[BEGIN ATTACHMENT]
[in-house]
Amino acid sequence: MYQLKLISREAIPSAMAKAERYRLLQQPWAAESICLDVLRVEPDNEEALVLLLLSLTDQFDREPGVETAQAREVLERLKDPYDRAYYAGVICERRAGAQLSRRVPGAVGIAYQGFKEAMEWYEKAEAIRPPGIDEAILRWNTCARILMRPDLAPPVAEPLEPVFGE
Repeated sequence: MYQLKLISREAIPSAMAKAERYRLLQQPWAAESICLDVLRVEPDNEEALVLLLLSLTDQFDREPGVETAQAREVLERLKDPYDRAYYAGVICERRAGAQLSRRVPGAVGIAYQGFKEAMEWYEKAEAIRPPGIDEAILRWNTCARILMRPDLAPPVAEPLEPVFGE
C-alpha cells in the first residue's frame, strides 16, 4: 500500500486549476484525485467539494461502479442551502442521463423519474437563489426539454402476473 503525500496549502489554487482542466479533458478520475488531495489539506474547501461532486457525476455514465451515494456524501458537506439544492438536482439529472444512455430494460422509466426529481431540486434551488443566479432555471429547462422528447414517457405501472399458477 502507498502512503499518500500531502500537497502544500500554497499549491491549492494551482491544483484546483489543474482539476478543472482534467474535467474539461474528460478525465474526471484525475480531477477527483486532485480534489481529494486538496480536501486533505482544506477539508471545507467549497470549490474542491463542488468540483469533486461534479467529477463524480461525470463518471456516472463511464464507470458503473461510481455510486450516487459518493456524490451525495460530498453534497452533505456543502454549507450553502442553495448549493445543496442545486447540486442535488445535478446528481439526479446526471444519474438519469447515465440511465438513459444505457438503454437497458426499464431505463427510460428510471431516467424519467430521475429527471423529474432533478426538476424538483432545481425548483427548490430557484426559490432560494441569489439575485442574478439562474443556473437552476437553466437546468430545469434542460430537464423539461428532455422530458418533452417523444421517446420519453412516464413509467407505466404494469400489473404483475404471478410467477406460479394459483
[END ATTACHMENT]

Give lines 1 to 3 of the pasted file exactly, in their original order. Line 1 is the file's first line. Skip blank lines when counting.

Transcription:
[in-house]
Amino acid sequence: MYQLKLISREAIPSAMAKAERYRLLQQPWAAESICLDVLRVEPDNEEALVLLLLSLTDQFDREPGVETAQAREVLERLKDPYDRAYYAGVICERRAGAQLSRRVPGAVGIAYQGFKEAMEWYEKAEAIRPPGIDEAILRWNTCARILMRPDLAPPVAEPLEPVFGE
Repeated sequence: MYQLKLISREAIPSAMAKAERYRLLQQPWAAESICLDVLRVEPDNEEALVLLLLSLTDQFDREPGVETAQAREVLERLKDPYDRAYYAGVICERRAGAQLSRRVPGAVGIAYQGFKEAMEWYEKAEAIRPPGIDEAILRWNTCARILMRPDLAPPVAEPLEPVFGE